death dying and resurrection


Chariot of Fire
Ted Schroder

While on sabbatical in England I studied the poems of R.S. Thomas, a Welsh minister. One of them caught my imagination and inspired me to preach a sermon on its subject for All Saints’. It is entitled, “The Cry of Elisha After Elijah”, reflecting the famous incident recorded in 2 Kings 2 when the company of the prophets tell Elisha that the Lord was going to take his master away from him that day. Elisha hushes them, and tells them not to speak of it – just like we do when a loved one tells us that he is dying. We don’t want to talk about it or deal with it because it is so painful. Elijah reassures Elisha “As surely as the LORD lives and as you live, I will not leave you.” This is the promise that in life and death we are still one with the Lord: nothing shall separate us from the love of Christ (Romans 8:39). Our loved ones do not leave us, they are still present to us if they are in Christ. 

While Elijah repeats his assurance that he will not leave Elisha, he also paradoxically asks him, “What can I do for you before I am taken from you?” He knows he is going to die and leave Elisha physically, but he will not leave him spiritually. In fact Elisha asks for a double portion of his spirit – his continuing presence in his life. Here we have an awareness of the communion of saints, the ongoing relationship of time and eternity, earth and heaven, that is present in the Spirit of God. 

The moment of departure arrives when they are walking and talking together. Unexpectedly, suddenly, “a chariot of fire and horses of fire appeared and separated the two of them, and Elijah went up to heaven in a whirlwind.” What a dramatic way to describe that passing of a great prophet from this world to the next. It gives me chill-bumps to read about it. Here is R.S. Thomas’s poem about it.

The chariot of Israel came,
And the bold, beautiful knights,
To free from his close prison
The friend who was my delight;
Cold is my cry over the vast deep shaken,
Bereft was I, for he was taken.

Through the straight places of Baca
We went with equal will,
Not knowing who would emerge
First from that gloomy vale;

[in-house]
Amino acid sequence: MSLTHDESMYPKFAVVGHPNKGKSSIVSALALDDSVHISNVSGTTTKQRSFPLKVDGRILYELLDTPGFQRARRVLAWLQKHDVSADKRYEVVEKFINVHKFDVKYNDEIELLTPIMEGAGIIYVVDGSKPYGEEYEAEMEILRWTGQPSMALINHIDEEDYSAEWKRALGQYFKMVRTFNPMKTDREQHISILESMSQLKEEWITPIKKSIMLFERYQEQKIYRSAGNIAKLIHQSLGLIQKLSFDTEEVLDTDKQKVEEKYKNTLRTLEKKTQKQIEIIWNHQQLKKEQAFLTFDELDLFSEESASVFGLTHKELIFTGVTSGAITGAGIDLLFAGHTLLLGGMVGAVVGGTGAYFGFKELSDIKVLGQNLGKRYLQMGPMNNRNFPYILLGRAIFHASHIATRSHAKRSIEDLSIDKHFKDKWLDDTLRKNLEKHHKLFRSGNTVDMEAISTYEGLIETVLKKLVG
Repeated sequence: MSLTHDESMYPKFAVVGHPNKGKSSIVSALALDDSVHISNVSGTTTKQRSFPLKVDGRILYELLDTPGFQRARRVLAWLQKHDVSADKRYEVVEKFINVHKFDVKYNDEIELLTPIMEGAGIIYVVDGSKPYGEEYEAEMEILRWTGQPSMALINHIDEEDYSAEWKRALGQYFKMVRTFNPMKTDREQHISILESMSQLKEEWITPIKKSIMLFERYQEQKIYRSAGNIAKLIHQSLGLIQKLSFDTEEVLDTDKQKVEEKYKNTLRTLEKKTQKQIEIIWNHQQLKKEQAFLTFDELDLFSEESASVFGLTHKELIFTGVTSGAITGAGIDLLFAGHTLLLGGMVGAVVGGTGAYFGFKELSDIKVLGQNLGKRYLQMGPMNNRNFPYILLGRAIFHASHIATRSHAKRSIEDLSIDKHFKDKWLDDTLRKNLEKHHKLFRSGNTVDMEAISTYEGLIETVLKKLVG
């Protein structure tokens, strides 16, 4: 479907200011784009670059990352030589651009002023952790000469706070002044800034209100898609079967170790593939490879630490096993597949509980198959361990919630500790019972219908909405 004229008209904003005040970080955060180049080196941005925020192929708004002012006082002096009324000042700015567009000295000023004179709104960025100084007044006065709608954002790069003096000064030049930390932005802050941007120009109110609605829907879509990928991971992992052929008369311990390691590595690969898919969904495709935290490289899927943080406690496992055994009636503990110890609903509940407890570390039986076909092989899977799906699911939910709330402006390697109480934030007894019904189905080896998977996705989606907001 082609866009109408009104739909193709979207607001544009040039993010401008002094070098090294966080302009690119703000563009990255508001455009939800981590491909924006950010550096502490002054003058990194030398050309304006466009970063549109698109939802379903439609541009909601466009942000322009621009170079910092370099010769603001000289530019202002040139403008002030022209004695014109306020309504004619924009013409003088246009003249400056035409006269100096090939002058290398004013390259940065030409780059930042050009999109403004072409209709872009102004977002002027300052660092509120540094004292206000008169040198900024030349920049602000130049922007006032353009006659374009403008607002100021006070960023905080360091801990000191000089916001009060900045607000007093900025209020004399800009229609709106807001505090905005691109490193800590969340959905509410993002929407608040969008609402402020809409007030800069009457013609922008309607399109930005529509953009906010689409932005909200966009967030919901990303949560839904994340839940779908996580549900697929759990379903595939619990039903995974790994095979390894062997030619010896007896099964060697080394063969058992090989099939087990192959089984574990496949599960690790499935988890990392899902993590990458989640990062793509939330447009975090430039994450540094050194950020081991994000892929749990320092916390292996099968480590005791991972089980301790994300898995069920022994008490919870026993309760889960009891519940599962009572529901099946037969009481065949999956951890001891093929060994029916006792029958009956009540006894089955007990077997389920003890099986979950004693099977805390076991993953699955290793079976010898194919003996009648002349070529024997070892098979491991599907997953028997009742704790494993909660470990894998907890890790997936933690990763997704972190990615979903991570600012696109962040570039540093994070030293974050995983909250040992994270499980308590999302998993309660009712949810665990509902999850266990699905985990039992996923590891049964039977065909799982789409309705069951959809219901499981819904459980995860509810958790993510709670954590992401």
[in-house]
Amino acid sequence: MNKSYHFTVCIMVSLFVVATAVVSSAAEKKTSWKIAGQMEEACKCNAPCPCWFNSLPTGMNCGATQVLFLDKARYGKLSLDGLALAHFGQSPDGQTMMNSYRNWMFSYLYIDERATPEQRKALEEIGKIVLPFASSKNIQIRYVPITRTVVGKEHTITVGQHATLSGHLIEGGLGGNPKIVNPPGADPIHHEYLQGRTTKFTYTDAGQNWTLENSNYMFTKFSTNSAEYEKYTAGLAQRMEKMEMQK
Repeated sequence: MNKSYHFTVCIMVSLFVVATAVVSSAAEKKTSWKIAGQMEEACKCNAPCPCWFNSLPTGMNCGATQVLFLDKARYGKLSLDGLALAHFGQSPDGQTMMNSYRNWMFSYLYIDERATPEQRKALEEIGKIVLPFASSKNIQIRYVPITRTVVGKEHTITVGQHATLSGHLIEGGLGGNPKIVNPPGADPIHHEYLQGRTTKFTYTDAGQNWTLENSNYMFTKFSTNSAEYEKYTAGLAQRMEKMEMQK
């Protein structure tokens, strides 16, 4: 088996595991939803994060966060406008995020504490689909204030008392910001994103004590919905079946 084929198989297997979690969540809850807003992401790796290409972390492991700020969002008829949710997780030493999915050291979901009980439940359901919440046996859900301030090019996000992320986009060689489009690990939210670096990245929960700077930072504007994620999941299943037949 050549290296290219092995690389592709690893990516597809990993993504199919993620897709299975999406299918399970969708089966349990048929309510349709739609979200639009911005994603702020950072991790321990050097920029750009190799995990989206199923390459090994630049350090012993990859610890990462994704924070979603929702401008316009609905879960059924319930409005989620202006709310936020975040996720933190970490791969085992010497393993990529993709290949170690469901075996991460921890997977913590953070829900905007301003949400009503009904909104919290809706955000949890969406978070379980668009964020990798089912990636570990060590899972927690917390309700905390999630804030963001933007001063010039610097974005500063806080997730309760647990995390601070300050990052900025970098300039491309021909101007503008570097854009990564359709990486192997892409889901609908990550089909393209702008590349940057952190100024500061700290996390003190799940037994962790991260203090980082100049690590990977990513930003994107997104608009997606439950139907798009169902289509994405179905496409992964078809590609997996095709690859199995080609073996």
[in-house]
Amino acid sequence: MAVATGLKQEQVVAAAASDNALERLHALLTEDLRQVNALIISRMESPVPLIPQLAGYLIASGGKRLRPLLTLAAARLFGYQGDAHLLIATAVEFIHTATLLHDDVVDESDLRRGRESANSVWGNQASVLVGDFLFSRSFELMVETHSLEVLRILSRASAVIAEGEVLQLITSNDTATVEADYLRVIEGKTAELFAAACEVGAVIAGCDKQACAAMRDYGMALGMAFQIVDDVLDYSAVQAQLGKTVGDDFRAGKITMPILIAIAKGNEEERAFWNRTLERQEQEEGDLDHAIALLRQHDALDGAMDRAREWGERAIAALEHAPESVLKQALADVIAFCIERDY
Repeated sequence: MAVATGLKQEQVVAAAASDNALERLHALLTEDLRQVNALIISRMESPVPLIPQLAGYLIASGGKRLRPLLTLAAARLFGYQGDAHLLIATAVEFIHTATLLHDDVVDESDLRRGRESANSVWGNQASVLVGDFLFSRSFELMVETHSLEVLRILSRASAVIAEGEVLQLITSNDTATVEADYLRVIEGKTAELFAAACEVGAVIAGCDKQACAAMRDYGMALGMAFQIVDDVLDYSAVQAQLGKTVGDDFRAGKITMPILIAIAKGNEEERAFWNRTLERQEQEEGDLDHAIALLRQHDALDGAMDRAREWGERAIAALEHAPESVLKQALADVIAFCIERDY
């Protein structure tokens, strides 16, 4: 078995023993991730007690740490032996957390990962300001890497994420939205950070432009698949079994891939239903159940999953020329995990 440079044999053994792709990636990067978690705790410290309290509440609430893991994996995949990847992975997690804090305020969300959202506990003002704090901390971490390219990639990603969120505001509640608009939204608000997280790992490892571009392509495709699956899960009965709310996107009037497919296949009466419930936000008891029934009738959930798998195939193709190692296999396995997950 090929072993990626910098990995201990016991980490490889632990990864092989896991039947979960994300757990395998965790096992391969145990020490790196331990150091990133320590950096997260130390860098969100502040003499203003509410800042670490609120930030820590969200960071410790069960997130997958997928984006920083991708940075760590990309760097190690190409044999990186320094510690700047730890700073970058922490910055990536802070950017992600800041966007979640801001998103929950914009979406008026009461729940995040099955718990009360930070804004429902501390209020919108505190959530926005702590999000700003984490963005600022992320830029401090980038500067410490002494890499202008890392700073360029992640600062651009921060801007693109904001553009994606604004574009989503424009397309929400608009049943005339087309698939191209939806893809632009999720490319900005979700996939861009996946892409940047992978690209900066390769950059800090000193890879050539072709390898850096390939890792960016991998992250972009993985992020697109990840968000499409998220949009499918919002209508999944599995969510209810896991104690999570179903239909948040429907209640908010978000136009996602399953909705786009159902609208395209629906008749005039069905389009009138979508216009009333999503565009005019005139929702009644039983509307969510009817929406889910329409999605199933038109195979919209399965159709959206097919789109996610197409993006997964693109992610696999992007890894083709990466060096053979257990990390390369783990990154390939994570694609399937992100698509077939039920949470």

Cold is my cry; our bond was broken,
Bereft was I, for he was taken.

Where, then, came they to rest,
Those steeds, and that car of fire?
My understanding is darkened,
It is no gain to enquire;
Better to wait the long night’s ending,
Till the light comes, far truths transcending.

I yield, since no wisdom lies
In seeking to go his way;
A man without knowledge am I
Of the quality of his joy;
Yet living souls, a prodigious number,
Bright-faced as dawn, invest God’s chamber.

The friends that we loved well,
Though they vanished far from our sight,
In a new country were found
Beyond this vale of night;
O blest are they, without pain or fretting
In the sun’s light that knows no setting.

This affirmation of the communion of saints is at the heart of the teaching of Jesus. It is rejected today by secular humanists who believe that their understanding of science has caused intelligent people to dispense with any belief in life beyond this one. Adam Gopnik, writing about Charles Darwin in The New Yorker, maintains that Darwin, after the death of his favorite daughter Annie at age ten, abandoned his Christian faith and became, essentially, a stoic. “He believed that the contemplation of the immensity of time, and the repertory of feelings, was all that was left to us. There was no inherent meaning in Annie’s dying at ten, except the recognition that mortality was the rule of existence; serenity could be found only in the contemplation of the vast indifference of the universe.” (The New Yorker, October 23, 2006, Rewriting Nature, p.58) 

What would Jesus say? He replied to this argument in his debate with the Sadducees, who also denied the resurrection. What is the ground for the hope of a life beyond death? Jesus takes them back to another Old Testament incident – when Moses encountered the burning bush. God said to him, “I am the God of your father, the God of Abraham, the God of Isaac and the God of Jacob.” Sir John Polkinghorne, a former Professor of Mathematical Physics at Cambridge University, and an Anglican minister draws this important conclusion from these words. “God is not someone who cares for a person today and then cannot be bothered about that person tomorrow…if the patriarchs mattered to God once – they must matter to God for ever. Jesus says, ‘He is the God not of the dead but the living.’ Jesus’ argument is powerful and convincing. We have no simply natural expectation of a destiny beyond death. As far as science, or any other purely human form of knowledge can tell us, death is the end. But death is not the ultimate end, because only God is ultimate. Our hope of heaven rests solely, but absolutely adequately, on the merciful faithfulness of God. If we matter to God today – and we certainly do – then we shall matter to God for ever.” (Living With Hope, p.43)

When we encounter skepticism regarding resurrection to eternal life we must remember the words of Jesus: “Are you not in error because you do not know the Scriptures or the power of God.” Or as The Message puts it, “You’re way off base, and here’s why: One, you don’t know your Bible; two, you don’t know how God works.” (Mark 12:24) 

One day we will experience the ride of our lives when we get on board our chariot of fire. “Swing low, sweet chariot. Comin’ for to carry me home.” 

November 5, 2006

Amelia Plantation Chapel, Amelia Island, Florida



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Christian view of death dying and resurrection


Christian view of death dying and resurrection